The atmosphere darkened further a few weeks later when the eleven first ministers met in Ottawa. A confidential memorandum prepared by Michael Kirby, an advisor to the Prime Minister, giving some constitutional options for Ottawa, was also leaked, causing a major uproar both among the premiers and afterwards with the public across the country. Part of it suggested that Alberta might be isolated on the very sensitive western issue of control of natural resources on which the western provinces were otherwise united if the cabinet could strike a deal with Premier Blakeney of Saskatchewan. It also outlined a strategy by which the prime minister might patriate the constitution unilaterally, and attempt to avoid a court challenge as to whether unilateral patriation was constitutional. The Kirby memorandum implied anything but good faith in the process by the federal cabinet. The televised first ministers’ conference, whether in consequence of this, or because of competing visions of the country, or both, ended in a stalemate on all twelve agenda items.

In mid-September, 1981, a caucus meeting of Liberal MPs and senators ended with a declaration by its chairman that the caucus was "ready to go to war." A few weeks later, Prime Minister Trudeau indicated on national television that he would patriate the constitution without provincial consent and simultaneously have enacted by the British Parliament a charter of rights which would apply in both the federal and provincial jurisdictions. Joe Clark on behalf of the Progressive Conservative Opposition denounced the proposal on the same evening; Edward Broadbent of the New Democrats indicated general support for the package, thereby splitting his own caucus on east-west lines. Premier William Davis of Ontario was so enthusiastic about the prime minister’s proposals that he urged Conservative MPs to break with their leader on the issue, a suggestion that would not soon be forgotten by Western Canadians.

In mid-October, all the ten premiers met; five of them, including western premiers William Bennett, Peter Lougheed and Sterling Lyon, said that they would challenge the government’s constitutional proposal in the courts. A Gallup poll released in early December indicated that 58% of Canadians opposed Ottawa’s plan to patriate without first obtaining considerable provincial support.

As 1981 began, Trudeau’s government rewrote part of the charter of rights to strengthen it. The Conservative opposition in the House moved at the end of January that the government’s constitutional resolution before Parliament be amended to specify that the charter would not apply to provincial jurisdiction until the provincial legislatures approved it by means of a new constitutional amendment formula. A committee of the British Parliament considering the issue recommended at about the same date that the Thatcher government reject the package because of the indicated lack of provincial support. In mid-February, four New Democrat MPs from Saskatchewan announced that they would vote against the constitutional resolution, now through public hearings at committee level, for the same reason. Premier Blakeney, whom the federal cabinet had attempted unsuccessfully to win over with an additional natural resources amendment, announced that he too would oppose the resolution.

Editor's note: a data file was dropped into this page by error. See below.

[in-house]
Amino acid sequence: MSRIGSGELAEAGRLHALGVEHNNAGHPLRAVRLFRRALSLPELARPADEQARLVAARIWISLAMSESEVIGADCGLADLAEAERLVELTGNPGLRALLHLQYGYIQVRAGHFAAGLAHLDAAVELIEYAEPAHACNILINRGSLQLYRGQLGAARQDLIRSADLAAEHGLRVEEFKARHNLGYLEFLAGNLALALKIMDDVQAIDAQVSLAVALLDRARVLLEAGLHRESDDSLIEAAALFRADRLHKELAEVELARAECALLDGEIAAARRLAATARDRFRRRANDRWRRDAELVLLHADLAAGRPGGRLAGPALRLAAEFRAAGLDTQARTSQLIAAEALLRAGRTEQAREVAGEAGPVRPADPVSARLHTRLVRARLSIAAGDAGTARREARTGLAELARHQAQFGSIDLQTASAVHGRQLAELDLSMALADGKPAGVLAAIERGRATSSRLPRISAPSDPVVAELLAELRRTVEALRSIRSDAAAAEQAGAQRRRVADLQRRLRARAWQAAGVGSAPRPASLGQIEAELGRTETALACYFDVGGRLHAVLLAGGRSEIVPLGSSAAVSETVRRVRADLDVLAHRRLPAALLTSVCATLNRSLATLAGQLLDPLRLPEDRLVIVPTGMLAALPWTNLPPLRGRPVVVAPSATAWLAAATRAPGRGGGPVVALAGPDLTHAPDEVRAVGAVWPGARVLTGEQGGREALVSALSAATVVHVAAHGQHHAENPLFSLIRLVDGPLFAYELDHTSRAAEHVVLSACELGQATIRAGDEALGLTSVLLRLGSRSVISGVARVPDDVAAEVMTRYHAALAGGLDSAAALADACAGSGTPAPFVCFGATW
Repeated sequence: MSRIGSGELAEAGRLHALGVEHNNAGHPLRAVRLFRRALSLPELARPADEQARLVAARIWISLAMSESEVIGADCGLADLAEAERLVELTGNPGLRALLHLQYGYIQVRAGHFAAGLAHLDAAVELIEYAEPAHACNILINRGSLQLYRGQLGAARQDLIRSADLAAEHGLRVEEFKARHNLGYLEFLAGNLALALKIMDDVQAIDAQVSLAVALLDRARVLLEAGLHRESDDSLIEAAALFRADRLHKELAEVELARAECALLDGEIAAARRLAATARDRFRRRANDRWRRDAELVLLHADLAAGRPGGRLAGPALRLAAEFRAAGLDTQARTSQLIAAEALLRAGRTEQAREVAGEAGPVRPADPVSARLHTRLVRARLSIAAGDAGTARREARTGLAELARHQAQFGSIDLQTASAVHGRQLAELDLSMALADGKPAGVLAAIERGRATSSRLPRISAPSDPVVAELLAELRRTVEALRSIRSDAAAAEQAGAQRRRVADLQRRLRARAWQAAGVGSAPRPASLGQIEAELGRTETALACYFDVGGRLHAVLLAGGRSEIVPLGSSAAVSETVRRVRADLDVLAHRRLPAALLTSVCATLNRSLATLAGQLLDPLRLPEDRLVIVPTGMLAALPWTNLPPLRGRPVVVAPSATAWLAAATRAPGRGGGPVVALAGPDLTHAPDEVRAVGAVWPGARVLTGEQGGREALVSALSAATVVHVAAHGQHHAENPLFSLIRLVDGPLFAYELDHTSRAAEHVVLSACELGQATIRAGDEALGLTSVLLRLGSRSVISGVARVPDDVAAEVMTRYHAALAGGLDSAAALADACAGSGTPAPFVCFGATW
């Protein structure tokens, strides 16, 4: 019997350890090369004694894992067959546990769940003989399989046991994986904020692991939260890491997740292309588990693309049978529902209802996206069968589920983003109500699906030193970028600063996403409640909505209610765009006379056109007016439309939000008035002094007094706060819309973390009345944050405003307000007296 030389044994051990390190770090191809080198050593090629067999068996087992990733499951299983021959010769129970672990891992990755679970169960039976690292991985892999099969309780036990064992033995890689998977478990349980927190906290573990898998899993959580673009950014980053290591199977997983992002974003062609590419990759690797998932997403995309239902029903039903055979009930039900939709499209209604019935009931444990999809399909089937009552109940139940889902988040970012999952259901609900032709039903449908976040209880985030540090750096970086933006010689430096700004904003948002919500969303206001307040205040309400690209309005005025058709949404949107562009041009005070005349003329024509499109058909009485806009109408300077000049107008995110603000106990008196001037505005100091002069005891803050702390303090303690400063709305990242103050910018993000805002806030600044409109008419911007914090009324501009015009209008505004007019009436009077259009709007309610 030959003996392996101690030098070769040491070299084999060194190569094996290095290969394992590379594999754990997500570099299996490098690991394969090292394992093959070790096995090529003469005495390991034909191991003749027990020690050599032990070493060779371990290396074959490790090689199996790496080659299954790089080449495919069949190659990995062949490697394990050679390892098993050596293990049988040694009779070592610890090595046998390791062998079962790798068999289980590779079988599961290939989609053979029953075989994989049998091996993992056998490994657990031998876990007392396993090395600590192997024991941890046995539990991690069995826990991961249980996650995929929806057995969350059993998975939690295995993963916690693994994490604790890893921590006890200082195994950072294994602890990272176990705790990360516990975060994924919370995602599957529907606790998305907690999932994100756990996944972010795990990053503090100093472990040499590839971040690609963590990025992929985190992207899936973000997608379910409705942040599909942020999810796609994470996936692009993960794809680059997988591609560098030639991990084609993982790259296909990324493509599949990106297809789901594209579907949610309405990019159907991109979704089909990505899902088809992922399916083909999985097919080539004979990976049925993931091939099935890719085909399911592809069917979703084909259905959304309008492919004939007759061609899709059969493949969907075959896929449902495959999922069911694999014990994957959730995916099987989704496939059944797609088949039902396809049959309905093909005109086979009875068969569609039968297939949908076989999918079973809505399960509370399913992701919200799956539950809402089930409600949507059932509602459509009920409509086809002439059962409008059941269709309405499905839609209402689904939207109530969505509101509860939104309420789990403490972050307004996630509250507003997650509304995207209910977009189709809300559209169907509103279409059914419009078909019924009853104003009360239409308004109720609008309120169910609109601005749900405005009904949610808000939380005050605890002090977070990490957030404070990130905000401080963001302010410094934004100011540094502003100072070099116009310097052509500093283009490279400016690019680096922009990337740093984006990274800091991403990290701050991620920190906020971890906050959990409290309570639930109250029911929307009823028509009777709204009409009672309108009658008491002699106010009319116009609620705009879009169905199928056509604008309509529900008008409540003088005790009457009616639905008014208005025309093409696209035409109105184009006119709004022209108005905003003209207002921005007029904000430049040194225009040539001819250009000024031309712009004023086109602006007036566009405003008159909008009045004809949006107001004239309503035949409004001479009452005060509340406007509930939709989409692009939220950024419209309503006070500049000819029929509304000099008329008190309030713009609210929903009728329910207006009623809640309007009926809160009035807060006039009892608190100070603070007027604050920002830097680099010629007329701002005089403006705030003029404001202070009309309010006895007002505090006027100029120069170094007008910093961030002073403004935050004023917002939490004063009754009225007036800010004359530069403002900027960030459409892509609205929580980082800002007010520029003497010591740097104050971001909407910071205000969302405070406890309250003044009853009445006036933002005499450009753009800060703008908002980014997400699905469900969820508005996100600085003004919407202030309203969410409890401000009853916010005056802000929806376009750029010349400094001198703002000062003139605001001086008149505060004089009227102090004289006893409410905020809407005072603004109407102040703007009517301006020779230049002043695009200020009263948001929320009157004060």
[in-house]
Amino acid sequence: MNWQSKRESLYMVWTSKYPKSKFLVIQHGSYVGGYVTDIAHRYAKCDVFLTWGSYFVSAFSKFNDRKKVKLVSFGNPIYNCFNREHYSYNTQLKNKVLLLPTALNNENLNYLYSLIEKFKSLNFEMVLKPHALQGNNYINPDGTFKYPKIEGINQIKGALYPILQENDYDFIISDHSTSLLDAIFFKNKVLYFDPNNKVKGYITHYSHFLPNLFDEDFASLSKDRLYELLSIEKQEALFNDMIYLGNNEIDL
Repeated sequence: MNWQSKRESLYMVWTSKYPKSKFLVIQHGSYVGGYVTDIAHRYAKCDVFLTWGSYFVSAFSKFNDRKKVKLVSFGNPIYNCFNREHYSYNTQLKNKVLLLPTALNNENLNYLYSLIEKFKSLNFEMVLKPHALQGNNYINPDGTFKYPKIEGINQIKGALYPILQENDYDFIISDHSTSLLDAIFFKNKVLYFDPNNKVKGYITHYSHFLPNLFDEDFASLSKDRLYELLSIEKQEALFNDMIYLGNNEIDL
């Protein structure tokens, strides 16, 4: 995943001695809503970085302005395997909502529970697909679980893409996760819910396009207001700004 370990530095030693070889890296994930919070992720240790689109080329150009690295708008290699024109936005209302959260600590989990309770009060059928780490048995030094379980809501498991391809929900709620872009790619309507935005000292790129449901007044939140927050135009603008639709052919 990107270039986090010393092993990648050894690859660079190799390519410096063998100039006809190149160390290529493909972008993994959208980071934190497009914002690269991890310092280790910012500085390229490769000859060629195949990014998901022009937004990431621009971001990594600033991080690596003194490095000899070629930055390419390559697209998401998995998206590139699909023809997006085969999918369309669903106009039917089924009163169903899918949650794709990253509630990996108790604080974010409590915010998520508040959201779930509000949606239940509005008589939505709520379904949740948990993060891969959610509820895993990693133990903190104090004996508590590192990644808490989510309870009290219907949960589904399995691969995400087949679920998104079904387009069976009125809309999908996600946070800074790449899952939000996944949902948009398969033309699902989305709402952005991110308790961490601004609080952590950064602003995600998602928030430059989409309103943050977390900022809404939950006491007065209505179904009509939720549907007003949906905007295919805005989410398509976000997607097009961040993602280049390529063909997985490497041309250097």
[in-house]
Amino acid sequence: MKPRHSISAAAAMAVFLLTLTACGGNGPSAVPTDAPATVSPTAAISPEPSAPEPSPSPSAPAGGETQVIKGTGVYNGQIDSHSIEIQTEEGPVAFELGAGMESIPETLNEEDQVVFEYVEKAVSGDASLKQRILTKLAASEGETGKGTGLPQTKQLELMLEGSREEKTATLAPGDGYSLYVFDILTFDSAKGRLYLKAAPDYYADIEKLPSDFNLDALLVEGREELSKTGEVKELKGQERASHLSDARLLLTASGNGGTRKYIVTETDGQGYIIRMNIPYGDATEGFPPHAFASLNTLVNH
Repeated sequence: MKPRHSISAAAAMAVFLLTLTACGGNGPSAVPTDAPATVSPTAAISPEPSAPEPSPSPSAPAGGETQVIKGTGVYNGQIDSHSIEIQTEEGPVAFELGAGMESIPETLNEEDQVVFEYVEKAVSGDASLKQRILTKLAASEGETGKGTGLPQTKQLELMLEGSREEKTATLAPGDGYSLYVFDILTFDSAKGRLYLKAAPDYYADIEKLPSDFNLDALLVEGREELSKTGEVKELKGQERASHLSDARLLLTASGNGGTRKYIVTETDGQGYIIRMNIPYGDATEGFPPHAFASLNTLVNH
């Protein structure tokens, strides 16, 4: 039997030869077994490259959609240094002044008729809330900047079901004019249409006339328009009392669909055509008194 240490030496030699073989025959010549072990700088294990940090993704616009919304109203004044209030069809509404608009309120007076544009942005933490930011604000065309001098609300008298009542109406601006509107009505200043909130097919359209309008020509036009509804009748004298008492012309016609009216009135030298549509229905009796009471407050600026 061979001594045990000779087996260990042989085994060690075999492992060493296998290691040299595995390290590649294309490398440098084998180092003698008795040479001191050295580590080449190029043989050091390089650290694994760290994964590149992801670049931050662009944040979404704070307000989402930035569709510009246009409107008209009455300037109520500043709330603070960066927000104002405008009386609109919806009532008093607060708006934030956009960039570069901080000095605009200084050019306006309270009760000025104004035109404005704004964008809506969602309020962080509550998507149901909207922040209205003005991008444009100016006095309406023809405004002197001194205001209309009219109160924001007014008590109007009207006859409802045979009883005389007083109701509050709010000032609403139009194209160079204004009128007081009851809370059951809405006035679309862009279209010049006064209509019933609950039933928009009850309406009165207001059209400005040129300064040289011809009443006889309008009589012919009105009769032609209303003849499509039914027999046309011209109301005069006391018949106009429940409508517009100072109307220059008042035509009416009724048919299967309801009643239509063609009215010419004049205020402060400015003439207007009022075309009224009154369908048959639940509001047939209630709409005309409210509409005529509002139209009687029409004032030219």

By mid-March, 1981, the New Democrats dropped four points in the Gallup poll and the PCs were only five points behind the Liberals. When the government introduced a form of closure in the House of Commons in mid-March on its constitutional resolution, Conservative MPs began a filibuster that lasted for two entire weeks. It ended only when the Newfoundland Court of Appeal, differing sharply from the majority view of the Manitoba Appeal Court on the same issues, ruled unanimously that the resolution was unconstitutional. The government immediately agreed to put off a final vote until after the Supreme Court of Canada decided the issue. A Gallup poll published in mid-May indicated that 66% of both prairie and B.C. residents in effect opposed the government’s proposal that the British Parliament should be asked to amend our constitution and add a charter of rights, before sending it to Canada.

In mid-April all of the premiers except for William Davis and Richard Hatfield of New Brunswick (the "Gang of Eight") met and produced an agreement calling for patriation alone, the Alberta amendment formula (which required, for constitutional amendments, resolutions passed by Parliament and the legislatures of seven of the provinces containing fifty percent of the national population), and no charter of rights. Under the amendment formula favoured by Pierre Trudeau and Edward Broad-bent, the legislatures of Ontario and Quebec alone would have vetoes on any constitutional amendment, whereas full legislative support in fully three Western and three Atlantic provinces would be required to stop a proposal. The Federal-Provincial Relations Office in Ottawa conceded to me at the time that it knew of no other federal democracy in the world which assigned, as proposed, differing weight to residents of different provinces for constitutional amendment purposes. The notion offended Western Canadians deeply.

The Supreme Court of Canada ruled at the end of September, by a majority of seven to two, that the Trudeau package was legal, but six of the nine judges also said that it was contrary to our constitutional conventions. A first-ministers’ conference was set for early November, 1981 to attempt one last time to seek an agreement. During the late night of November 4th, a compromise was reached which was acceptable to all first ministers except René Levesque. This package quickly passed the House of Commons, Senate, and British Parliament and was proclaimed by Queen Elizabeth in mid-April 1982 at a large outdoor ceremony on Parliament Hill in Ottawa.